Sunday, 11 October 2015

Girl on a train: Sleaford Mods whilst the city never sleeps

I hadn't planned on being at this concert, gig, shindig - I was bought a ticket from the other half - a birthday treat as her birthday fell the very next day after it - late night outings and present opening mornings. She knows how much I love a rant - a rave - she know how much I love her - she lets me out - because this I guess this is what i'm about.

So it was with coughs and shakes that I made my way to the forum - to see 'em - to be with the mods again. To be honest - i was late to the key markets push - I hadn't listened as intently to this long player as much I should have. So with minimal plays in Zafira journeys I wasn't fully accustomed to the blast and rhetoric- the fucked off 'avin it - and downright funk of it. It was sitting there on the old itunes - not yet settling in the brain - but tonight I was going to see them live tonight.

Through phonecalls and garbled texts I let myself in to the venue without companions - zipped up parka and stares - grey hairs and semblance of attitude - with 4.80 a pint and a scant smile for the trainee bar staff.

I didn't want to waste the moments of big city life.

I hadn't been in the Town and Country club since god knows when - probably Ultra Vivid Scene or Buffalo Tom in the early 90s. Things still remained the same - but i wasn't bothered. 

Being there as the hall filled meant I got to witness York's finest (Iggy) pop - in the shape of Mark Wynn - all grapes and blouses and skinny black trousers. Not a Fall rip off ( even though he played Psychomafia )- a Formby punk warrior with tales of Claire ( if only she wore a name badge) from charity shops and doctored Bowie struts and grapes - 300 quid and we paid for the privilege - he felt so fucking modern - but reminded me of my youth - an absolute fucking trooper - wit and words and shapes and moves.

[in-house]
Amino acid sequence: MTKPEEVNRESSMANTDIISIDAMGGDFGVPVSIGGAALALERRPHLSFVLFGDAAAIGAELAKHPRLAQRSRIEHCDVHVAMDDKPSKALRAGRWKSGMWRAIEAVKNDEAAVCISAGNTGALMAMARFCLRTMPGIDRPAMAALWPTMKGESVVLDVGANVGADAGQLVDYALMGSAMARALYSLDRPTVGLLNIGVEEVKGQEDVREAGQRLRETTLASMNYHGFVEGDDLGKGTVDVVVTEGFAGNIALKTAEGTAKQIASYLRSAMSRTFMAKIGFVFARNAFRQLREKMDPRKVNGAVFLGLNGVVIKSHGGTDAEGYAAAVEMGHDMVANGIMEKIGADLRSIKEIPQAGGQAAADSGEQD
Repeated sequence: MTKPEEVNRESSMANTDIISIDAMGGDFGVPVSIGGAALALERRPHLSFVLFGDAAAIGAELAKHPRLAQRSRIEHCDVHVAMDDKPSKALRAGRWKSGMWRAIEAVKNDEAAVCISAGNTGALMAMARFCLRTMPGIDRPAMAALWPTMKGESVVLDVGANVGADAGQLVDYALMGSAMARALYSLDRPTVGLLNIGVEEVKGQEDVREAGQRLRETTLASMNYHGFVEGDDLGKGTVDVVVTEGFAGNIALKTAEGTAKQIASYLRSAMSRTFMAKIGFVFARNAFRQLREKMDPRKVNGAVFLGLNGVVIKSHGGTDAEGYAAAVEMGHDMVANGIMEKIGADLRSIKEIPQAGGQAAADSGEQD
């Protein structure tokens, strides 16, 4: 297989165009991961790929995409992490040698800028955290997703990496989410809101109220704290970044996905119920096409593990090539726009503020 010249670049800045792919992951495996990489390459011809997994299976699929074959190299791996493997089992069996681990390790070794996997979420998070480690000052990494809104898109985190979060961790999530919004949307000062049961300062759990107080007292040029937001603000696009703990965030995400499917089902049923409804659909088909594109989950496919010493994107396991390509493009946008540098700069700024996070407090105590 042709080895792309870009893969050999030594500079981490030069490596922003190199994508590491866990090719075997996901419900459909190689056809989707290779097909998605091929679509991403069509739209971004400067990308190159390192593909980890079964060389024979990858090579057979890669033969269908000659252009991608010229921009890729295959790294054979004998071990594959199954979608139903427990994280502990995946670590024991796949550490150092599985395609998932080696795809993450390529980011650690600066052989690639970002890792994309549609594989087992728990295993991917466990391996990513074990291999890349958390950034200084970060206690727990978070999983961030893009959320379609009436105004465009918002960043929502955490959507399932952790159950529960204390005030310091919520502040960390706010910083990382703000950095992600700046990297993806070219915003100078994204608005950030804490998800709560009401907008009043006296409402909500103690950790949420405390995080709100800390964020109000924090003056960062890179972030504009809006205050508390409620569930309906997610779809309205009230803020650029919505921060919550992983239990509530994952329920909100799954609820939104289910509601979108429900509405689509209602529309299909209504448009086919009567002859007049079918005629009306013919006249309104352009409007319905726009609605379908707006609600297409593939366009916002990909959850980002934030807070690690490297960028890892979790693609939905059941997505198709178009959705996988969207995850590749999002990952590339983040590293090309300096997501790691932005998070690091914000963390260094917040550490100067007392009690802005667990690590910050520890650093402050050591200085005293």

Performance punk poetry. 

I wasn't expecting it - you know he basically danced - randomly recited poetry - ate grapes. It was good - but you know - I couldn't hear the words properly - it was hard to make out. (This is meant ironically - just go and see him - it's worth it) 

Steve Ignorant - heartfelt (like a moonlight shadow) all warrior folk and gesture and musical number - it wasn't getting me - but the guy's got pedigree - so you know - we'll see. Arch ranting over tinkling  - hand gestures and industrial language - because we matter - we are fucking human after all.

Before the wonder of Wynn - I had managed to have a brief chat with Andrew Fearn - all gentle and humble - not that I expected him to have gone all diva and not cared - after all we (the audience) were there for this bunch of cunts (Jason's observation). We talked of Nottingham - I asked why Beeston never gets a mention - mainly because I'd been a resident of Nottz (with a Z you...) and a part of that Beeston shuffle - apparently it's too posh - although I have witnessed the Sleaford Mods lyrics being played out on Beeston streets in real time - do you get me?  Anyway I left Andrew alone - he was with a couple who were telling him that the Mods music was right - for these times - right for right now.  I bet he gets that a lot these days.

And then at 9.30 - on came the Mods - straight up and no fuss - in your face and filling the space with fans and sweat - bile and gutteral soul searching about this nation's saving grace - it was ace. Jason and Andrew - prophetic proto punk poetry and rhythm delivered in bombast and bass - it was ace.